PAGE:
Bluetooth speakers are a dime a dozen these days, but these ones can something special: a pair can connect together to give you proper stereo sound. We’ve been sent two to test out; here’s our review of the AOSM68!
Features & Specifications
- Bluetooth 4.1 up to 20 metres
- True Wireless Stereo technology
- IPX5 water resistant and shock-proof
- Long battery life (8 hours)
- 2x 6W speakers for crystal-clear audio
- 158 x 56 x 56mm
- 354 grams
The AOSM’s special abilities haven’t affected its outside appearance, which is quite pedestrian. The bulk of the speaker is covered by a thin wire mesh, with the AOSM wordmark on the face of the speaker.
The AOSM68 has a rugged design, with reinforced corners that should allow it to handle a little rough and tumble. The speaker has boasts dust and water resistance, with the IPX5 rating signifying complete protection from environmental dust and limited resistance to water splashes.
The back of the speaker holds most of its features. On the left, we have a water-resistant panel that conceals the Micro USB and 3.5mm headphone sports, while the right side has four buttons: power, play/pause, volume down and volume up. There’s also a leatherette carry strap.
We used the AOSM68 for a one week period, using it both in its ‘true wireless stereo’ mode and as a single speaker paired to a Samsung Galaxy Note 8 smartphone. Here’s what we think.
Usability and durability
The first challenge of any Bluetooth speaker is pairing. Sadly there’s no NFC here to speed up the process, but we didn’t face any issues. Turn the speakers on and they’ll start pairing automatically. Once both speakers are ready, you can press the power button on both simultaneously to engage the stereo mode.
From here, everything works as you’d expect — each speaker takes a channel, giving you stereo sound at the expense of a little added delay on the broadcast. This is because the first speaker needs to send the audio stream to the second, then wait a little bit before playing its part so that both are in sync. That makes this less suitable for games or video; music is the best use case.
Another element of usability are controls. We have four slightly spongey buttons which nonetheless do their job with aplomb. It’s worth noting that the plus and minus buttons will skip tracks by default; you need to hold them down to raise or lower the volume. Happily, doing so will raise the volume on both speakers simultaneously, preventing any imbalance issues.
In terms of durability, the AOSM68 are impressive. The reinforced corners allow the speakers to shrug off rough use, while the water and dust resistance should allow for some non-lethal encounters with environmental hazards. While these aren’t must-have features for most people, they can at least put your mind at ease.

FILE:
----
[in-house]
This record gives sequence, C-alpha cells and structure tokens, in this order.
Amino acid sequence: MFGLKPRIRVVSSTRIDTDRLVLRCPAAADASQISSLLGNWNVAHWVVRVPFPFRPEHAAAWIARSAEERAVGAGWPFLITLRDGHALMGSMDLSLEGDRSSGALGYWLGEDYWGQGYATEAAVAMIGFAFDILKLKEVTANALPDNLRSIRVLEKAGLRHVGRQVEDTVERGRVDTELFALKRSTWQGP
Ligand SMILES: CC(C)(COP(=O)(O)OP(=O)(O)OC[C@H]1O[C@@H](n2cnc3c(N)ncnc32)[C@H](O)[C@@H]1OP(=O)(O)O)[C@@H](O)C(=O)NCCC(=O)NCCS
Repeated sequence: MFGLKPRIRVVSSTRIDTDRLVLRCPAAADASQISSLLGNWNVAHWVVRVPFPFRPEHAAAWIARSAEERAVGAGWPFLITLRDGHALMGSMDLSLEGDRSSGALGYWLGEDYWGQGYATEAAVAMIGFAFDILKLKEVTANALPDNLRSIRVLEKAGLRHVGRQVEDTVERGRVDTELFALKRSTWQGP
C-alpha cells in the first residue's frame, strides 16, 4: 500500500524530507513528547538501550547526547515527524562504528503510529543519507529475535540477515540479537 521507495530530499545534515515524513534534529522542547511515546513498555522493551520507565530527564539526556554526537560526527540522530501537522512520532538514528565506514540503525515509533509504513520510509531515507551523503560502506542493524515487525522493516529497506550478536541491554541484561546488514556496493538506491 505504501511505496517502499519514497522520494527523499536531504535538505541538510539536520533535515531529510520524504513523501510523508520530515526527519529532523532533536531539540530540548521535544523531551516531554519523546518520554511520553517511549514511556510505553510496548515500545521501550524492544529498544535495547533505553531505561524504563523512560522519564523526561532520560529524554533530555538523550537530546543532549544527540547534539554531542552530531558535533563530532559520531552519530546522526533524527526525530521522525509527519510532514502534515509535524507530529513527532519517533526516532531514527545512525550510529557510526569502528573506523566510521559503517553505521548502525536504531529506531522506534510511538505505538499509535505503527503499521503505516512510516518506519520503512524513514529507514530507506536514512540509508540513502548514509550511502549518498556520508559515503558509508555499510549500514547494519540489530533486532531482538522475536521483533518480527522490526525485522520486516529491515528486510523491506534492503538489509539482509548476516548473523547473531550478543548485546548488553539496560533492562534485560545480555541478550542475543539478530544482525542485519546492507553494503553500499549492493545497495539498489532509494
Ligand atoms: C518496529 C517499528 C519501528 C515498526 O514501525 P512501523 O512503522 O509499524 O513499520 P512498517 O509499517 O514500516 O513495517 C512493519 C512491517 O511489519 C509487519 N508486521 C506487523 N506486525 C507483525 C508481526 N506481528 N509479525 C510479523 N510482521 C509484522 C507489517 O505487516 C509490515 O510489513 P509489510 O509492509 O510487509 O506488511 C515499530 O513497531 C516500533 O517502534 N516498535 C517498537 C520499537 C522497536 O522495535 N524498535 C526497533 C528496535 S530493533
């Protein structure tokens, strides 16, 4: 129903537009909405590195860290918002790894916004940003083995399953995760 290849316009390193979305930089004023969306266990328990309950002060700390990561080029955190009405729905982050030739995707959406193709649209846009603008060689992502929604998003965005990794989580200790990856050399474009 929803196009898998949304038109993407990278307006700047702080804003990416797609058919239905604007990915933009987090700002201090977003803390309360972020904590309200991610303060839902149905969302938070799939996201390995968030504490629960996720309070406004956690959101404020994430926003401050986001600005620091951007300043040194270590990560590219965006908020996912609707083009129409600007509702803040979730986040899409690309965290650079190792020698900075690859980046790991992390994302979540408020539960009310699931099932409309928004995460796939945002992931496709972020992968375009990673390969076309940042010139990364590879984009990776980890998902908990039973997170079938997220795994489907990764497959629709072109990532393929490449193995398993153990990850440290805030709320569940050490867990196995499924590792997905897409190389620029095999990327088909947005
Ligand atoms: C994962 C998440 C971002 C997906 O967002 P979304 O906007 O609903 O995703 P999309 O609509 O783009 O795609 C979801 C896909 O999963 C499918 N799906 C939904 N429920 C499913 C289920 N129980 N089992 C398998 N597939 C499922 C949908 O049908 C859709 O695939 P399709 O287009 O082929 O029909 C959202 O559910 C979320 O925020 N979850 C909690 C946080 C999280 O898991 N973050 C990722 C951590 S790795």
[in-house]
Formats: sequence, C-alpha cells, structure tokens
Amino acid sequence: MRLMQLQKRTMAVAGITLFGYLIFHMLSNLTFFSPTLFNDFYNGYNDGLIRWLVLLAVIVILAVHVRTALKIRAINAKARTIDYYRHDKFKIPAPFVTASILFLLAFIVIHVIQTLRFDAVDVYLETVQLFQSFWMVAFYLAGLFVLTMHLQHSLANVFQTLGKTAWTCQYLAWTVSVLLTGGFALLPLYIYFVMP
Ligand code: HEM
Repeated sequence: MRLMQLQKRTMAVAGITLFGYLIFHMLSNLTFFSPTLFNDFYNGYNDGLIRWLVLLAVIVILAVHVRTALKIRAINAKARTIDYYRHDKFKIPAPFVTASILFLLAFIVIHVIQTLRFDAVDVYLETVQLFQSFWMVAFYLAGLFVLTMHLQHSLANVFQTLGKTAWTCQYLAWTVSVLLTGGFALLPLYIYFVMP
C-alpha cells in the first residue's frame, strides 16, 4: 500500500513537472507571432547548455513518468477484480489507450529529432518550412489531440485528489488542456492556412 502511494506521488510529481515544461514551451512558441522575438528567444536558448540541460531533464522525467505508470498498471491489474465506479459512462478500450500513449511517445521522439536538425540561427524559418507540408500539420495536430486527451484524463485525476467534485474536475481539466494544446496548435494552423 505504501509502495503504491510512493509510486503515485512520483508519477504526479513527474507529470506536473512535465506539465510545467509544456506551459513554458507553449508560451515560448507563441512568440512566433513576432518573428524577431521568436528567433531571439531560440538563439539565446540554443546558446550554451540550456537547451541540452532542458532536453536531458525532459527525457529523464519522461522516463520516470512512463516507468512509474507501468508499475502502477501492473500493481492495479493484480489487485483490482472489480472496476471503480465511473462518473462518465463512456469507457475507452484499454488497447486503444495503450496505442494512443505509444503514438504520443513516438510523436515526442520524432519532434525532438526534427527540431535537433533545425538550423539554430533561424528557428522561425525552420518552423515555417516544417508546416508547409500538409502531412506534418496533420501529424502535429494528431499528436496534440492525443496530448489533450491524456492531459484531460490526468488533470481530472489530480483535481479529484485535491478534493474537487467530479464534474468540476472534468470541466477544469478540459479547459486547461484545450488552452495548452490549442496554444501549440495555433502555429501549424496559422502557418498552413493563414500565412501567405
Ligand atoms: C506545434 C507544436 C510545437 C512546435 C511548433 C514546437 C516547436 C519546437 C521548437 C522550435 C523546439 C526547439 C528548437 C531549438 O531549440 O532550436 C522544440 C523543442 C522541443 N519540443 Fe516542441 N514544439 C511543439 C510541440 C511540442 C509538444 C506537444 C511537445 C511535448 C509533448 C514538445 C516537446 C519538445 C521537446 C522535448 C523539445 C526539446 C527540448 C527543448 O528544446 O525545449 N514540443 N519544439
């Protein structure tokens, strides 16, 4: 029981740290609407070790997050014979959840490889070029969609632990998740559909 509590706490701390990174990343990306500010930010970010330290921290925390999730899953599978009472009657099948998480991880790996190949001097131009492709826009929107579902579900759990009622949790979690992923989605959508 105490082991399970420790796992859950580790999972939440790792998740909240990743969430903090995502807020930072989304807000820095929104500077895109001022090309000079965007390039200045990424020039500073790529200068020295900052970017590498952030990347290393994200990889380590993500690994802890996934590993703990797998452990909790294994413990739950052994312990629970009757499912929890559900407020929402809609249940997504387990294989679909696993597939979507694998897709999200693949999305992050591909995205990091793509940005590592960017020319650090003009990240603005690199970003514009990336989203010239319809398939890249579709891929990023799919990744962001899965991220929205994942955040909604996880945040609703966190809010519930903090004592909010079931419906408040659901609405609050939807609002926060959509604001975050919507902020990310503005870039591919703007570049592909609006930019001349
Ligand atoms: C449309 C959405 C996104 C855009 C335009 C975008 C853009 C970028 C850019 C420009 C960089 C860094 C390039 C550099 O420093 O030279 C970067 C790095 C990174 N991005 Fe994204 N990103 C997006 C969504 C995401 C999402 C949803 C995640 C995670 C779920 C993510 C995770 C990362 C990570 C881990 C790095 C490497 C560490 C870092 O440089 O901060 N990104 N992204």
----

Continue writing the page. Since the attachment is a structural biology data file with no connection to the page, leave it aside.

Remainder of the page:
The final element I’ll discuss in terms of usability is how you physically position the speakers. Normally I’d expect that you could lie the speakers horizontally or vertically, but on the AOSM68 vertical is the only way to go — this is because the back side of the speakers has the leatherette carry strap jutting out of it, preventing the speakers from lying flat. This strap can’t be removed without cutting it, so a vertical placement is the only one that makes sense.
So: when it comes to sound quality, are two speakers better than one? Yes. Stereo was developed for a reason — having two speakers gives a much better sense of presence, and allows music makers to be more creative in their recordings.
However, does stereo justify purchasing — and then carrying around — two Bluetooth speakers? Maybe not. You only get a $5 discount for buying two speakers at once, so you’re throwing in $65 in total to get the full set. The sound quality certainly rivals that of single speakers at this price point, but you have to deal with more complexity: two speakers to carry, two speakers to charge, two speakers to keep in good nick. Bluetooth speakers are great because they are simple and portable, and you lose something when you use two speakers instead of one.
Joined together or as a single unit, the AOSM68 boasts balanced sound with reasonable mid and high-end performance, and even manages to provide some bass at higher volumes. However, these higher volumes can make the high notes a little too ear-splitting, so there’s a balance to find there.
The AOSM68 speakers are rated at eight hours of battery life, and that was borne out in our testing. As mentioned above, you do have to charge two speakers instead of just one when their electrical reserves run dry, so prepare accordingly with a multi-port USB charger.
Ultimately, I’m not convinced that stereo Bluetooth speakers are a must-have feature. However, in certain situations I can certainly see the appeal — for example, if you like to listen to music throughout your home, then having two units to carry around isn’t that much more difficult than one, and you certainly get something from proper stereo separation. For use out and about, I think the case is much less clear, and I’d generally suggest sticking with a single unit.
So: is a single AOSM68 worth getting? Deprived of its standout feature, the AOSM68 still makes a good case for itself. The durable if anonymous design, easy usability and good sound reproduction make this a strong speaker. However, the Bluetooth speaker market is incredibly competitive, and sales can rapidly upend the accepted hierarchy on Amazon’s popularity charts. Ultimately, a single AOSM68 unit doesn’t do enough to make it a must-buy.
Thanks to Lonsung for providing our AOSM68 review units. If you’d like to pick up these speakers for yourself, check out the current price on Amazon: